Innovative Education

Aaron Sams is a teacher in Woodland Park, Colorado who thought of a way to engage his students and to make better use of his time in class. By filming his lessons and putting them on YouTube, his students were to watch the lessons online so that they could participate in labs or higher level discussions during class. His idea spread to a school in Michigan which decreased the rate of failing by more than 30 percent.

It’s time for America to start thinking about these kinds of innovative ideas.

With repetitive structures of tending to standardized testing, taking away art-based programs, and lessening salaries for teachers, students are not getting the best education that they could. Students and teachers are being tracked by their ability based on the standardized testing.


Even though President Obama claims to want to “stop teaching to the test,” his Race to the Top program does just that. Teachers and schools will be evaluated on students’ test scores, and when they do not meet the standards, the teachers will be fired and the schools will be shut down. This is problematic because teachers will focus on teaching to the test rather than creatively challenging their students with other outlets of learning besides simply reading and math.
Arts programs are deteriorating as budget cuts continue and more value is placed on tests. Students who do not excel in reading or math are considered less intelligent than those who can pass the test. President Obama wants teachers to teach with “creativity and passion,” which is not rewarded by his current program. Teachers like Sams may have consequences such as being fired for their ingenious teaching techniques.Education reform is necessary is order to combat broader issues in America like unemployment and poverty, as well as preparing American students to compete in the world economy. The United States ranks about 27th worldwide for education (although this average is only based on data for math, reading, and science). President Obama and other politicians should start thinking critically about ways to improve education throughout the country rather than using the same techniques that have been used for decades.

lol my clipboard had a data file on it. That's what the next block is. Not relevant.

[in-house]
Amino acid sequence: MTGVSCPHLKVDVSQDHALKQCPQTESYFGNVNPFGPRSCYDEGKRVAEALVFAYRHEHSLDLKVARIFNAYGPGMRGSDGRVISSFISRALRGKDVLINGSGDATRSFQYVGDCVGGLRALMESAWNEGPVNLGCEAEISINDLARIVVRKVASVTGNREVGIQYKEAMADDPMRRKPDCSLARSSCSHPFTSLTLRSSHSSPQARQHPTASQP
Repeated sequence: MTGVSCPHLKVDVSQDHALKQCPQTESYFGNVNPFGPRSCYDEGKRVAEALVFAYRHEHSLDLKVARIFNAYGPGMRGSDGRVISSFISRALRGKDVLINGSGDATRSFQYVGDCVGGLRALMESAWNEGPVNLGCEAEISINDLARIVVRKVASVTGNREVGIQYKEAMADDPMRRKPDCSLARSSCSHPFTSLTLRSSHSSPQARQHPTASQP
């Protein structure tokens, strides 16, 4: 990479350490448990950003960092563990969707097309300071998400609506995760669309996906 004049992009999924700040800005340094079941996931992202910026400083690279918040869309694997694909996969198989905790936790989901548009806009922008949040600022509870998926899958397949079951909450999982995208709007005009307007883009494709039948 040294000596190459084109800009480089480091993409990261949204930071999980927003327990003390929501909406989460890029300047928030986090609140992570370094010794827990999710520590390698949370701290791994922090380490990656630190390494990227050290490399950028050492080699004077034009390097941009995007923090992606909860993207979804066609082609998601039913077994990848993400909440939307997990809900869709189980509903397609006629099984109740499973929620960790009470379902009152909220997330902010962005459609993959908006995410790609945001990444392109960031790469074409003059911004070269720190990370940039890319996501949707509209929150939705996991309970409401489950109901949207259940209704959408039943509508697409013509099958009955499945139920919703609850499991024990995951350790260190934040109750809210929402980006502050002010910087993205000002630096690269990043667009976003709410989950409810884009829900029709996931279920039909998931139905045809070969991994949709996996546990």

See also: http://www.washingtonpost.com/blogs/answer-sheet/post/does-obama-understand-race-to-the-top–ravitch/2012/01/31/gIQAUnI7eQ_blog.html

http://www.nytimes.com/2009/06/15/education/15stamford.html?pagewanted=all

-Baillee Brown

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About rowlanda12

This is a blog about the 2012 presidential election. Content is generated by students in Professor Heldman's Politics 101 class. She does not necessarily endorse the views expressed here.
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